Chromatin folding and DNA replication inhibition mediated by a highly antitumor-active tetrazolato-bridged dinuclear platinum(II) complex.

Imai R, Komeda S, Shimura M, Tamura S, Matsuyama S, Nishimura K, Rogge R, Matsunaga A, Hiratani I, Takata H, Uemura M, Iida Y, Yoshikawa Y, Hansen JC, Yamauchi K, Kanemaki MT, Maeshima K - Sci Rep (2016)

DNA damage response in 5-H-Y treated cells.(A) γH2AX foci formation in 5-H-Y or cisplatin-treated HeLa cells. DNA stain, upper; anti-γH2AX antibody staining, lower. Scale bars are 10 μm. The bar graph indicates quantification of the γH2AX signal intensity averaged from ~50 nuclei. Note that the signal in 5-H-Y-treated cells was significantly lower than in cisplatin-treated cells. **p < 0.01, Student’s t-test. (B) Chk1 activation on drug treatment. Western blotting analysis of cell lysates using anti-Chk1 (1st row) and anti-phospho-Chk1 (P-Chk1) (2nd row) antibody. In the 1st row, the position of phosphorylated (activated) Chk1 is marked by the asterisk. Control, no treatment; mitomycin C, mitomycin C treatment for efficient DNA crosslinking. The third row is a loading control using H2B. The values at the bottom indicate quantification of the phosphorylated Chk1 signal intensity. Note that the relative intensity of phosphorylated signal in 5-H-Y-treated cells was considerably lower than that in cisplatin-treated cells. The blots were cropped at the positions of the proteins for clarity and space considerations.
© Copyright Policy - open-access
Related In: Results  -  Collection

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Show All Figures
getmorefigures.php?uid=PMC4837362&req=5

f3: DNA damage response in 5-H-Y treated cells.(A) γH2AX foci formation in 5-H-Y or cisplatin-treated HeLa cells. DNA stain, upper; anti-γH2AX antibody staining, lower. Scale bars are 10 μm. The bar graph indicates quantification of the γH2AX signal intensity averaged from ~50 nuclei. Note that the signal in 5-H-Y-treated cells was significantly lower than in cisplatin-treated cells. **p < 0.01, Student’s t-test. (B) Chk1 activation on drug treatment. Western blotting analysis of cell lysates using anti-Chk1 (1st row) and anti-phospho-Chk1 (P-Chk1) (2nd row) antibody. In the 1st row, the position of phosphorylated (activated) Chk1 is marked by the asterisk. Control, no treatment; mitomycin C, mitomycin C treatment for efficient DNA crosslinking. The third row is a loading control using H2B. The values at the bottom indicate quantification of the phosphorylated Chk1 signal intensity. Note that the relative intensity of phosphorylated signal in 5-H-Y-treated cells was considerably lower than that in cisplatin-treated cells. The blots were cropped at the positions of the proteins for clarity and space considerations.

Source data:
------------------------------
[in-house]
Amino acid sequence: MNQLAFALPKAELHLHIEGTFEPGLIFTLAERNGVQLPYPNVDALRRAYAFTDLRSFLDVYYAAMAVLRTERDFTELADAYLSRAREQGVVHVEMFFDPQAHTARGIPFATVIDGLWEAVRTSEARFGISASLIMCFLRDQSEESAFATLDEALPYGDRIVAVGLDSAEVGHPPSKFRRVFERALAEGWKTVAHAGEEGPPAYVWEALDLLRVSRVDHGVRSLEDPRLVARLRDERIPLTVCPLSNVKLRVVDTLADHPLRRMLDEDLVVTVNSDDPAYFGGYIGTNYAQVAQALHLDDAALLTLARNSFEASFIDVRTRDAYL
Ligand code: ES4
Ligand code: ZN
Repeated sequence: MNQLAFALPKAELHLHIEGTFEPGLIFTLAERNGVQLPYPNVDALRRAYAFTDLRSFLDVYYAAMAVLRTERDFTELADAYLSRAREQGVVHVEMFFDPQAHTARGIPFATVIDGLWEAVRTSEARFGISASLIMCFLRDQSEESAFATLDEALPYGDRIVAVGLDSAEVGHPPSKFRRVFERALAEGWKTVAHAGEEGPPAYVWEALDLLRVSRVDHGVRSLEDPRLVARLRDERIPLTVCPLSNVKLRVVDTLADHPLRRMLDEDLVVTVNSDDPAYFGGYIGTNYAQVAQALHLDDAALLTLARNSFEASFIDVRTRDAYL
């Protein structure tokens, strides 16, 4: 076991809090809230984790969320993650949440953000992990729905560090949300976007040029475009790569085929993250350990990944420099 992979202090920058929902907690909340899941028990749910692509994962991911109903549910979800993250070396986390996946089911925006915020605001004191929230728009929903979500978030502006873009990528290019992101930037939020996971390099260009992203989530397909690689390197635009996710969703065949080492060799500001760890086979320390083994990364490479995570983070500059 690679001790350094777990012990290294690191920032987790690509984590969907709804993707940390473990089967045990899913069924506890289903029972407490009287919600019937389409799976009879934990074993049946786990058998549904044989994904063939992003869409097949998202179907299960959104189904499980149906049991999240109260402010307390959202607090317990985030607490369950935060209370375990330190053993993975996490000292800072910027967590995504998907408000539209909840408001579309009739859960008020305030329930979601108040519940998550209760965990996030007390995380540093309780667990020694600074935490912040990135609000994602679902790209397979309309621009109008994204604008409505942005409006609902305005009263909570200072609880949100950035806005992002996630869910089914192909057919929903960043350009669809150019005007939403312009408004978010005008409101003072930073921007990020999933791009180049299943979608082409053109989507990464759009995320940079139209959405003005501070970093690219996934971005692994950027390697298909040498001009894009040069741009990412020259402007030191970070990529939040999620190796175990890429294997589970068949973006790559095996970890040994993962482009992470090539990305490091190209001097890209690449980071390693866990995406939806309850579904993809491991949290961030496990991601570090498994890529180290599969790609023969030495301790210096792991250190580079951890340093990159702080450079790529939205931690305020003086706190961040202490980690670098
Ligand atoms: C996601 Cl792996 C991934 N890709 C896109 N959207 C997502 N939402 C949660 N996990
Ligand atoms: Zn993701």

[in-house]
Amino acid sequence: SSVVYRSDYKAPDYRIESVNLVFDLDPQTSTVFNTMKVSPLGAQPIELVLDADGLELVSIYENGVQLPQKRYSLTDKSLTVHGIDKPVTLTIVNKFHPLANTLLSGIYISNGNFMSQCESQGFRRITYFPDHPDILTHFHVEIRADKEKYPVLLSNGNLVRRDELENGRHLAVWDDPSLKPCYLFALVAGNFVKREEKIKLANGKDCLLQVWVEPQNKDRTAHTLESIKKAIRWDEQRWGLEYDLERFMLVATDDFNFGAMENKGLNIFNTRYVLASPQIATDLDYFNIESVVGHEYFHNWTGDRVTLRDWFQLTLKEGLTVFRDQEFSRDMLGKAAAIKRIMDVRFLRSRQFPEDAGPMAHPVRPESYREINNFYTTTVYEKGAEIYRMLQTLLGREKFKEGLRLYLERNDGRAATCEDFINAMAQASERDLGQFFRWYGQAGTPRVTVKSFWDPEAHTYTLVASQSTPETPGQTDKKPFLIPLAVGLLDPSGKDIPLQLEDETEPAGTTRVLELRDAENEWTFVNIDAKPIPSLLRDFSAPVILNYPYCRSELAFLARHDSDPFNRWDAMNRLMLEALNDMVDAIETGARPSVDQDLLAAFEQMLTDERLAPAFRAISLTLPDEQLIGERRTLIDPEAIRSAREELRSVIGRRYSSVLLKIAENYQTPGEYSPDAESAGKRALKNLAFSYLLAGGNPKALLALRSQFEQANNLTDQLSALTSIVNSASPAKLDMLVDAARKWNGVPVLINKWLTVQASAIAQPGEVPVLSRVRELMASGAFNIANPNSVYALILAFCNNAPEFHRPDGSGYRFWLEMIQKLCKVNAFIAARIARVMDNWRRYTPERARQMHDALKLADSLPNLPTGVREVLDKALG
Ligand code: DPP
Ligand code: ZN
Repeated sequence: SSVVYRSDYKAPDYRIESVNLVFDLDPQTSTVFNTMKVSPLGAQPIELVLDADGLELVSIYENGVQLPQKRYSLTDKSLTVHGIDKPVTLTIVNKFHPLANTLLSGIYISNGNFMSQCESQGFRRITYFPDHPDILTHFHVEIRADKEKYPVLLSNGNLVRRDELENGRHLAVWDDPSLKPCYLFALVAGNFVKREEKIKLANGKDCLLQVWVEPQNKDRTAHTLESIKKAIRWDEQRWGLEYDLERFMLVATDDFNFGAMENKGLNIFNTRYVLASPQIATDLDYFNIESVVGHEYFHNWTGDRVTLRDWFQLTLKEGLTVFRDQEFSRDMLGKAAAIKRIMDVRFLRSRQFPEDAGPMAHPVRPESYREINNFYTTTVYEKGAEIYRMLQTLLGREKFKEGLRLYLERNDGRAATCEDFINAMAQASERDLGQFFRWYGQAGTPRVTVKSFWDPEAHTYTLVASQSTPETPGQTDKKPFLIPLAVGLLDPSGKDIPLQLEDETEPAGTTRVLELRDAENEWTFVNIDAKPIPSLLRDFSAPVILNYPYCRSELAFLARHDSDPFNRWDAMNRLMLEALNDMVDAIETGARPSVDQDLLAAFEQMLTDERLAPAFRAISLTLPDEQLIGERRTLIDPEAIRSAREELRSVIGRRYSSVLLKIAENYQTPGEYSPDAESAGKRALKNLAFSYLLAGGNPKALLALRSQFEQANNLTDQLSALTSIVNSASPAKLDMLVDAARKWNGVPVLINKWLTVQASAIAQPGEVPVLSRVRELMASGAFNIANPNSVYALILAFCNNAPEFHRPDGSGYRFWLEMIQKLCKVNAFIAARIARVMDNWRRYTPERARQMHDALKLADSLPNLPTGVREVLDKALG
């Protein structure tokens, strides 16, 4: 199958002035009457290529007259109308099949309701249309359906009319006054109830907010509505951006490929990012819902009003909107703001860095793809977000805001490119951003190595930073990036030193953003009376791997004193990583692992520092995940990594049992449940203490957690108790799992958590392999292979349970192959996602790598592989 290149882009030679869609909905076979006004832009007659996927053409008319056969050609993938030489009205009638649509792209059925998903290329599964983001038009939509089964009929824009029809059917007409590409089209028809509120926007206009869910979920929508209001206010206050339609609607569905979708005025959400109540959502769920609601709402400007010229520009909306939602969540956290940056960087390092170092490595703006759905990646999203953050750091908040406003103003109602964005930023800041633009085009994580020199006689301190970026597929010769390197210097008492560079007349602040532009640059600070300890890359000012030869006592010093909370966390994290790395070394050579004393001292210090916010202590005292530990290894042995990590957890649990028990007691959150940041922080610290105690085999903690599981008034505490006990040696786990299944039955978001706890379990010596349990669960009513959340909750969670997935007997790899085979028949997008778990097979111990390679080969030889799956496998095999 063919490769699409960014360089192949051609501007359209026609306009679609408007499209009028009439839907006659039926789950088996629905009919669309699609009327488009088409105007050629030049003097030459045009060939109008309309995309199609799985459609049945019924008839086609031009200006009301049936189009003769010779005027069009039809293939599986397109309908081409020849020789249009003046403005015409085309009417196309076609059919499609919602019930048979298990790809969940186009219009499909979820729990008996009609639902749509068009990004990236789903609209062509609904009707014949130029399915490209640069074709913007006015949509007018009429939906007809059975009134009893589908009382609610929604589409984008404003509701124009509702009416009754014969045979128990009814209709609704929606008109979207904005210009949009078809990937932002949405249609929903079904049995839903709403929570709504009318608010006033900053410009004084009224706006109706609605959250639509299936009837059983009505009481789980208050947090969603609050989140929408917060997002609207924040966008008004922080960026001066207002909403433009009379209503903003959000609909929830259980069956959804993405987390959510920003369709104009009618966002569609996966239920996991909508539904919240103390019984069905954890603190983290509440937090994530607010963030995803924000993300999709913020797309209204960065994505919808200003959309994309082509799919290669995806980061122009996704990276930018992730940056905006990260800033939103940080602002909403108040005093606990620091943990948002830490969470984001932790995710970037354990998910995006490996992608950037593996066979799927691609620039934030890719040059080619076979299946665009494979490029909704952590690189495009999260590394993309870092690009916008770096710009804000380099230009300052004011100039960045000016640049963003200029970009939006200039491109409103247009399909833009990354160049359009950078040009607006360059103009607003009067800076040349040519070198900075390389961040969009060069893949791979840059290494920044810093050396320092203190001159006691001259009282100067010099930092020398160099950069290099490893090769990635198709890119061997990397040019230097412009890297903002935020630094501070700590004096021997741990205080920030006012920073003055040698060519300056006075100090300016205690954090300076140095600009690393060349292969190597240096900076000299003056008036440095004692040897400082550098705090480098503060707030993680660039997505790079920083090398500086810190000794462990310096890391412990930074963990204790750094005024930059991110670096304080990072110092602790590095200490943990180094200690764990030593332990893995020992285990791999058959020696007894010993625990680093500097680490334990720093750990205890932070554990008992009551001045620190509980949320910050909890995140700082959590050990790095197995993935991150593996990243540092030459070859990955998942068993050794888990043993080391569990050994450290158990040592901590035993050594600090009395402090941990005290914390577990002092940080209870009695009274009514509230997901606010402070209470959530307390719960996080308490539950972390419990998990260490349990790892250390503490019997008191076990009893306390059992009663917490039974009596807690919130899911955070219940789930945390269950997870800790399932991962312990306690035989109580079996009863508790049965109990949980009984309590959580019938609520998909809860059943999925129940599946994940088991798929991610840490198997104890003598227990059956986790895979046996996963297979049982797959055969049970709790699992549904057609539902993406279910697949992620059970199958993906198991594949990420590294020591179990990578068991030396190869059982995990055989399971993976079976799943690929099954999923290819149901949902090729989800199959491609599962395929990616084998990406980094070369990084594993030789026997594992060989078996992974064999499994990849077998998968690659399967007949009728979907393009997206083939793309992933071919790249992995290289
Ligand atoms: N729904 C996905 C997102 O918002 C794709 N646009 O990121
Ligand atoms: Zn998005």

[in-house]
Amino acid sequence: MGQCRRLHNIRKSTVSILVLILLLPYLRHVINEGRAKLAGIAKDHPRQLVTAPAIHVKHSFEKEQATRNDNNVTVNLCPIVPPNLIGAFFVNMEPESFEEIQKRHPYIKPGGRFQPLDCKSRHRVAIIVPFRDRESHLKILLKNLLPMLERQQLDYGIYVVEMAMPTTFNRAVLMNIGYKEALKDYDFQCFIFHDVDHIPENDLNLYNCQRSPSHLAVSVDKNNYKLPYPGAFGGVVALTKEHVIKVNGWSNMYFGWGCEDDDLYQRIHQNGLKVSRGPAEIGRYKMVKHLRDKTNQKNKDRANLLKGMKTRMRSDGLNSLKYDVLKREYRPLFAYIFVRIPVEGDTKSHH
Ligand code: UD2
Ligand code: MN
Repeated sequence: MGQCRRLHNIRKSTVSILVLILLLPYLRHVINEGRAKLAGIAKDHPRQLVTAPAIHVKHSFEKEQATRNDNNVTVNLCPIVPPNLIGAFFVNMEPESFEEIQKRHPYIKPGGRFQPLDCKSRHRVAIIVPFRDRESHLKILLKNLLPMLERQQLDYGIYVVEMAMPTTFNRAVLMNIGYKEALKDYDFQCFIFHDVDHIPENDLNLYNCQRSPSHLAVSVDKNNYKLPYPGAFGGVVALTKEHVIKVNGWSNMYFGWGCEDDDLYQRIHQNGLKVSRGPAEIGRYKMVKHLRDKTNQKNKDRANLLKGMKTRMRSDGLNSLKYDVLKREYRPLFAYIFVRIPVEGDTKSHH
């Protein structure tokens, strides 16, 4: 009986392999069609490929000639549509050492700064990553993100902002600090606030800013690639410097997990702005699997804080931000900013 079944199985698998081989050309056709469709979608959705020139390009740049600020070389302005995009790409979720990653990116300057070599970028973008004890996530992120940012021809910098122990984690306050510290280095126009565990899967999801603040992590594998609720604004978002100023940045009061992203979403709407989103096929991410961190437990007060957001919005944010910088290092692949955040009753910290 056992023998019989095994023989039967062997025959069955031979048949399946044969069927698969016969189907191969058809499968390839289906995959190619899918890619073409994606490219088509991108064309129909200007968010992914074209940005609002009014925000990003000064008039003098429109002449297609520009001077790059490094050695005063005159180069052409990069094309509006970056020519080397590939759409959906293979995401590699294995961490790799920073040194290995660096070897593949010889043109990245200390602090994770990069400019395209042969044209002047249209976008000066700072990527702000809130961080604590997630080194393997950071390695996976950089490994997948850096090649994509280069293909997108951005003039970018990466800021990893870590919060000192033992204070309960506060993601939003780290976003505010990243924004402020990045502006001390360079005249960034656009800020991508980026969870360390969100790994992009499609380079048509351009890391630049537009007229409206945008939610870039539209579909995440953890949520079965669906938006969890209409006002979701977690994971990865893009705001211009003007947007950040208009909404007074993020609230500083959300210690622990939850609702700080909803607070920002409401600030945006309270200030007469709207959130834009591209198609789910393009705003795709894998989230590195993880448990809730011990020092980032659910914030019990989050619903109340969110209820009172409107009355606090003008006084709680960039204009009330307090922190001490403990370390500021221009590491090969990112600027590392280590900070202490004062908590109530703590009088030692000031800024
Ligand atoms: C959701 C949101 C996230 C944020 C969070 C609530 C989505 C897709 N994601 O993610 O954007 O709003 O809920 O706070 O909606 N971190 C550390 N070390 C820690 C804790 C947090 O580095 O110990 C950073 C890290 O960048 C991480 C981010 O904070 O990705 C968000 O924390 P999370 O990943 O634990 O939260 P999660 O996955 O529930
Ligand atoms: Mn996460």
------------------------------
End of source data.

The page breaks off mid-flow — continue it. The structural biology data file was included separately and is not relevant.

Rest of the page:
Mentions: Next, we examined foci formation of phospho-H2AX (γH2AX) in the 5-H-Y-treated cells, which are often associated with DNA double-strand breaks (DSBs)3334 (Fig. 3A). We observed γH2AX foci in various 5-H-Y-treated cells, such as HeLa, PC9, and TIG-1 cells, but the foci were significantly fewer and weaker than those observed in cisplatin-treated cells (Figs 3A and S5). In addition, in PC9 cells, the γH2AX-foci localization seemed to differ between 5-H-Y- and cisplatin-treated cells: the foci with cisplatin were enriched in the nuclear rim, while those with 5-H-Y were localized more uniformly in the nucleoplasm (Fig. S5). Furthermore, when we examined checkpoint activation by hyperphosphorylation of the checkpoint mediator Chk1 in the 5-H-Y treated cells, significantly lower levels of Chk1 phosphorylation were seen than in cisplatin- or mitomycin C-treated cells (Fig. 3B). These results suggest that DNA damages induced by 5-H-Y are somehow distinct from those by cisplatin.

Bottom Line: Platinum-based drugs, such as cisplatin, have been used extensively in cancer chemotherapy.The drug-DNA interaction causes DNA crosslinks and subsequent cytotoxicity.Recently, it was reported that an azolato-bridged dinuclear platinum(II) complex, 5-H-Y, exhibits a different anticancer spectrum from cisplatin.

View Article: PubMed Central - PubMed

Affiliation: Biological Macromolecules Laboratory, Structural Biology Center, National Institute of Genetics, Mishima, Shizuoka 411-8540, Japan.

ABSTRACT
Chromatin DNA must be read out for various cellular functions, and copied for the next cell division. These processes are targets of many anticancer agents. Platinum-based drugs, such as cisplatin, have been used extensively in cancer chemotherapy. The drug-DNA interaction causes DNA crosslinks and subsequent cytotoxicity. Recently, it was reported that an azolato-bridged dinuclear platinum(II) complex, 5-H-Y, exhibits a different anticancer spectrum from cisplatin. Here, using an interdisciplinary approach, we reveal that the cytotoxic mechanism of 5-H-Y is distinct from that of cisplatin. 5-H-Y inhibits DNA replication and also RNA transcription, arresting cells in the S/G2 phase, and are effective against cisplatin-resistant cancer cells. Moreover, it causes much less DNA crosslinking than cisplatin, and induces chromatin folding. 5-H-Y will expand the clinical applications for the treatment of chemotherapy-insensitive cancers.

No MeSH data available.


Related in: MedlinePlus